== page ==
I had just come to grips with the fact that I needed to start acting my age, not my shoe size. And although I wore a very large shoe size, it would still put me in middle school.

Guest Post:

Hi, thank you for inviting me over to your blog.

"Superman (It's Not Easy)"

I can't stand to fly
I'm not that naïve
I'm just out to find
The better part of me

I'm more than a bird,
I'm more than a plane
I'm more than some pretty face beside a train
It's not easy to be me

I wish that I could cry
Fall upon my knees
Find a way to lie
'Bout a home I'll never see

It may sound absurd but don't be naïve
Even heroes have the right to bleed
I may be disturbed but won’t you concede
Even Heroes have the right to dream
And it's not easy to be me

Up, up and away, away from me
Well, it's alright
You can all sleep sound tonight
I'm not crazy or anything

I can't stand to fly
I'm not that naïve
Men weren't meant to ride
With clouds between their knees

I'm only a man in a silly red sheet
Digging for kryptonite on this one way street
Only a man in a funny red sheet
Looking for special things inside of me
Inside of me, inside of me [2x]

I’m only a man in a funny red sheet
I’m only a man looking for her dream
I’m only a man in a funny red sheet
It's not easy.
It's not easy to be me.

I am extremely motivated by music. Always have been, and, I assume, I always will be.

When I was younger—high school-aged—music made me dream. (And mostly I dreamed of the musicians who made the music I was listening to.) #trueconfession- Hours upon hours were spent sitting on the living room couch, staring at an album cover of Peter Frampton’s face. In college, music motivated me to go out, to dance, and to mix with people. Real people, not just images on album covers. Much hair gel (to spike up my eighties bangs) and frosty-looking white lipstick was applied to the tune of The Bangles’ Manic Monday. And when I finally met my husband he would send me home from every date with tapes of songs that reminded him of me.

Choosing my wedding song was stress-inducing. Thus, I ended up choosing one that didn’t work for me, “What a Wonderful World” sung in Louie Armstrong’s raspy voice. Within a year of our marriage (thankfully, my husband still “worked for me” a brief year after matrimony) I changed it to another raspy-voiced singer’s ballad: Brian Adams’ “Die for You.” Yes, I could finally relax.

In my thirties I focused on raising children. I refer to these years, musically speaking, as “The Barney Years”. The only CD’s that found their way into my boom box had a purple dinosaur decorating the front side. I lost touch with pop music and, let me tell you, I was highly pleased when I discovered The Goo Goo Dolls in the early 2000’s.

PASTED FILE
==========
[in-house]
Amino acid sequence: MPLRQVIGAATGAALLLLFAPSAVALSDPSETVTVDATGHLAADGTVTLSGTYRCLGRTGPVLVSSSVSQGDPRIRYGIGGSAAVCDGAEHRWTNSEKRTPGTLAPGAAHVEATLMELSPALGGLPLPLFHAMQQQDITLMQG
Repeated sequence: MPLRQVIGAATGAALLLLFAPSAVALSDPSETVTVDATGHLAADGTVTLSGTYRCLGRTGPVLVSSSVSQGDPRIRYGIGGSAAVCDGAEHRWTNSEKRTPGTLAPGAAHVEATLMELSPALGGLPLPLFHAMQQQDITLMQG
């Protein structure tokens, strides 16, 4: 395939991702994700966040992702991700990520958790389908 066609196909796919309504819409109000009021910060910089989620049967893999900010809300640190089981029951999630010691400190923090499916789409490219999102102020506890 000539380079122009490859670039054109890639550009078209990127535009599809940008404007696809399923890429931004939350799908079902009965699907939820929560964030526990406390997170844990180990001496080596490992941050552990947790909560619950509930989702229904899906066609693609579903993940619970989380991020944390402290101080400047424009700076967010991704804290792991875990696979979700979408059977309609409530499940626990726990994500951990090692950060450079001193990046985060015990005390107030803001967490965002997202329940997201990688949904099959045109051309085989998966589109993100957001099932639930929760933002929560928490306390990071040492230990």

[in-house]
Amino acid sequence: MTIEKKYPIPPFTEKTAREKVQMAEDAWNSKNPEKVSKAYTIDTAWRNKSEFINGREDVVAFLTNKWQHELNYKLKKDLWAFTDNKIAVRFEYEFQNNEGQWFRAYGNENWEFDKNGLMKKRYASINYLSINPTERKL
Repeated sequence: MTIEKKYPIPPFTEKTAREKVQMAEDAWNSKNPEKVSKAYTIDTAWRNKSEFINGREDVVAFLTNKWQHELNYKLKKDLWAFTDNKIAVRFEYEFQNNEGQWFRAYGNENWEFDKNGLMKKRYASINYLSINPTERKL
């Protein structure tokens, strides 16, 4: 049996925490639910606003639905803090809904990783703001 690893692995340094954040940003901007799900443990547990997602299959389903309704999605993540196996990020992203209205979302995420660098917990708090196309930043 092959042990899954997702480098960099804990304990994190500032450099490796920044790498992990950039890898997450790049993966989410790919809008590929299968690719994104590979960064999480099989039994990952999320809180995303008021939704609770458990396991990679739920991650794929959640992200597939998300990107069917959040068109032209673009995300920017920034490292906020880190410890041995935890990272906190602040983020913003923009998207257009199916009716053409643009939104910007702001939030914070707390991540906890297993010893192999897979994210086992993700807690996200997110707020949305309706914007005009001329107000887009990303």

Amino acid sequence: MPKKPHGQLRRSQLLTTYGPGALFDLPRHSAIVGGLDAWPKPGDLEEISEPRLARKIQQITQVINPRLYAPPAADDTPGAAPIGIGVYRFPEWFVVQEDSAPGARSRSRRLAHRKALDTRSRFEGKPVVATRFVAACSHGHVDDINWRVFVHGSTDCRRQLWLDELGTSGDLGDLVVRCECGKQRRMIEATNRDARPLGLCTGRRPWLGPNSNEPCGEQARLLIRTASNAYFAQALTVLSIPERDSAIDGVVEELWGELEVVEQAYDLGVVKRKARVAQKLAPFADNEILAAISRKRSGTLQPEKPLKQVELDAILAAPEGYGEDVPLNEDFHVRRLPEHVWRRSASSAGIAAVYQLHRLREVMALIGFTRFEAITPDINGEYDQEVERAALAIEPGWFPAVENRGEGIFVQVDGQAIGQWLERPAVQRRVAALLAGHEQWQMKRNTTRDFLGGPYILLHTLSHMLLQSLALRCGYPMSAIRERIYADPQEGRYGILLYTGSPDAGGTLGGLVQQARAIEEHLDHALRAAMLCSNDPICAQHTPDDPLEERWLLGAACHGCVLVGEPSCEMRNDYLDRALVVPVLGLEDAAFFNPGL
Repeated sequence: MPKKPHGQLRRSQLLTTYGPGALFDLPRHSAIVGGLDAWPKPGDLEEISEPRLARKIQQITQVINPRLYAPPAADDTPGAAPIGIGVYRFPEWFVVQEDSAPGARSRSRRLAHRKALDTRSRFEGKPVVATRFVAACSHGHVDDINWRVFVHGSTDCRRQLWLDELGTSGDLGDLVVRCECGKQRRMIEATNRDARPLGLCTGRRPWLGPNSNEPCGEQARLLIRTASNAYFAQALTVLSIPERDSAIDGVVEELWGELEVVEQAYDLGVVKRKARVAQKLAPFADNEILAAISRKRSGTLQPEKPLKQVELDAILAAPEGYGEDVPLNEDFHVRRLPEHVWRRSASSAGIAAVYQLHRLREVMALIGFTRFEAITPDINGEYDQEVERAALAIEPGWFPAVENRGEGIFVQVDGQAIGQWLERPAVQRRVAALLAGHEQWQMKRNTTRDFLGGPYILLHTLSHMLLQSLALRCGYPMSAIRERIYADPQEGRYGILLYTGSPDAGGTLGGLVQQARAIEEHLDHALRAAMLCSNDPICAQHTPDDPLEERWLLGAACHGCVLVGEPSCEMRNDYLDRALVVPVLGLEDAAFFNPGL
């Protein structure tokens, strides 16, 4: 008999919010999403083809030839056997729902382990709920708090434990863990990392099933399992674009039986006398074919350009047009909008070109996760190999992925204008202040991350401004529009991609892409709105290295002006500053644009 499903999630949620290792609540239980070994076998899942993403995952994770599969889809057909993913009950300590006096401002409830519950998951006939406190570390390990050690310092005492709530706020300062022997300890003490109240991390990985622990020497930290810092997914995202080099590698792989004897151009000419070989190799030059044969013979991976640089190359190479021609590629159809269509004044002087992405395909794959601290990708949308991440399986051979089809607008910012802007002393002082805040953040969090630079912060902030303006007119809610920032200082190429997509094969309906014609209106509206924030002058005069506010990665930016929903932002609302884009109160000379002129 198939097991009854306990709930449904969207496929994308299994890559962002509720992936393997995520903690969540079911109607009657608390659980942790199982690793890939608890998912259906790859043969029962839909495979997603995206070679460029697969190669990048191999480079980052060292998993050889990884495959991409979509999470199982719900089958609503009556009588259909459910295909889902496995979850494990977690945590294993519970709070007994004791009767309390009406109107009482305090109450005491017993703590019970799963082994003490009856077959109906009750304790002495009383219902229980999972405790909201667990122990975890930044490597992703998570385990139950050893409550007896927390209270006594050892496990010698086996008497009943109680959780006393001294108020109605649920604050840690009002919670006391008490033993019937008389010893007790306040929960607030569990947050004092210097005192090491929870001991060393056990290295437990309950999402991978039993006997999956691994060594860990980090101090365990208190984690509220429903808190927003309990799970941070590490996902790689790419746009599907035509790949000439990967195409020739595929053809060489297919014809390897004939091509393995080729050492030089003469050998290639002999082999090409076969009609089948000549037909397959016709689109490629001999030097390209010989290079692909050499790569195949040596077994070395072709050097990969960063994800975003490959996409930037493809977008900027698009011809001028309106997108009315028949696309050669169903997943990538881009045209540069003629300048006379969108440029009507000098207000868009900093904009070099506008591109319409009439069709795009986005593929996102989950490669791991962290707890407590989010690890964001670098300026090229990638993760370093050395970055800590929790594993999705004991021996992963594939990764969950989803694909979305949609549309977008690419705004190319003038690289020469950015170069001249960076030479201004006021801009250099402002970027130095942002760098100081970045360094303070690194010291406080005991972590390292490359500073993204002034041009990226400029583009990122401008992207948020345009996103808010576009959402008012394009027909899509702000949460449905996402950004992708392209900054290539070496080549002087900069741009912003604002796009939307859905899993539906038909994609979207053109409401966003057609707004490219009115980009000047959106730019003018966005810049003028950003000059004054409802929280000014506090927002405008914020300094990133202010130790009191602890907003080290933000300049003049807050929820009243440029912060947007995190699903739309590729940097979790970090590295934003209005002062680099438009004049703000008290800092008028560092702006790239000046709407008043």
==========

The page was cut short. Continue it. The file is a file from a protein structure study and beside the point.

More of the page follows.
Now, music serves to motivate me to write. On my blog, www.miakerick.com, I have placed a playlist of some of my most inspirational songs. What is it—the music or the lyrics—that move me? It is the unique combination of the rhythm, the vocal quality, the melody, and the lyrics that inspire me to create a character—usually a man with troubles and personal tragedies—and the story of the love he needs to save him.

The song “Superman” by Five for Fighting was my inspiration for The Red Sheet. Bryan Dennison wakes up one October morning with a strange urge to protect the innocent, to make the world a better place. He craves the feeling of a red sheet tied around his neck like a cape. Bryan knows he is not crazy; he simply wants to search inside himself to find his better parts.

And it is a painful journey of soul-searching.
“It’s not easy, It’s not easy to be me.”

About the Author:

Mia Kerick is the mother of four exceptional children—all named after saints—and five nonpedigreed cats—all named after the next best thing to saints, Boston Red Sox players. Her husband of twenty years has been told by many that he has the patience of Job, but don’t ask Mia about that, as it is a sensitive subject.

Mia focuses her stories on the emotional growth of troubled men and their relationships, and she believes that sex has a place in a love story, but not until it is firmly established as a love story. As a teen, Mia filled spiral-bound notebooks with romantic tales of tortured heroes (most of whom happened to strongly resemble lead vocalists of 1980s big-hair bands) and stuffed them under her mattress for safekeeping. She is thankful to Dreamspinner Press for providing her with an alternate place to stash her stories.

Mia is proud of her involvement with the Human Rights Campaign and cheers for each and every victory made in the name of marital equality. Her only major regret: never having taken typing or computer class in school, destining her to a life consumed with two-fingered pecking and constant prayer to the Gods of Technology.

My themes I always write about:
Sweetness. Unconventional love, tortured/damaged heroes- only love can save them.

Author Links:

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  1. Great post. I use music always when I'm writing and when I'm plotting scenes in my head while at the gym or in the car, so I can very much relate to this post. Thanks, Mia, for sharing.